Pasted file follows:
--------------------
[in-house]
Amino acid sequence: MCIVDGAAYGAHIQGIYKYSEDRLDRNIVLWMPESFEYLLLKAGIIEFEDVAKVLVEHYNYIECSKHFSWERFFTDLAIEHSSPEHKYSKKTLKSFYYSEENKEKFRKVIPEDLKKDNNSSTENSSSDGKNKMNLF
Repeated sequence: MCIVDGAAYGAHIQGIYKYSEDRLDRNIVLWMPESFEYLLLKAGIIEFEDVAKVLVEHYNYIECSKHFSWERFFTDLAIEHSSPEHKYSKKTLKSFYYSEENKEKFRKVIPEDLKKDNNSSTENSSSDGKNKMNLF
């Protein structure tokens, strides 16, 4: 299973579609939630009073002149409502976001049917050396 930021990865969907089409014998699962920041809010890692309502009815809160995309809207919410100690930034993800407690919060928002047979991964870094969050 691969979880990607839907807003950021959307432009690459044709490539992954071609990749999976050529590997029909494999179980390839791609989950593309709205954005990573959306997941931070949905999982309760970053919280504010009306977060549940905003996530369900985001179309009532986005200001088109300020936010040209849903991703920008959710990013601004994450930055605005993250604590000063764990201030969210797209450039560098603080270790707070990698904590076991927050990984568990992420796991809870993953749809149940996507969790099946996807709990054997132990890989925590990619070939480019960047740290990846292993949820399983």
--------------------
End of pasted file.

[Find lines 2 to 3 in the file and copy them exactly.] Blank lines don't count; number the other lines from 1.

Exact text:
Amino acid sequence: MCIVDGAAYGAHIQGIYKYSEDRLDRNIVLWMPESFEYLLLKAGIIEFEDVAKVLVEHYNYIECSKHFSWERFFTDLAIEHSSPEHKYSKKTLKSFYYSEENKEKFRKVIPEDLKKDNNSSTENSSSDGKNKMNLF
Repeated sequence: MCIVDGAAYGAHIQGIYKYSEDRLDRNIVLWMPESFEYLLLKAGIIEFEDVAKVLVEHYNYIECSKHFSWERFFTDLAIEHSSPEHKYSKKTLKSFYYSEENKEKFRKVIPEDLKKDNNSSTENSSSDGKNKMNLF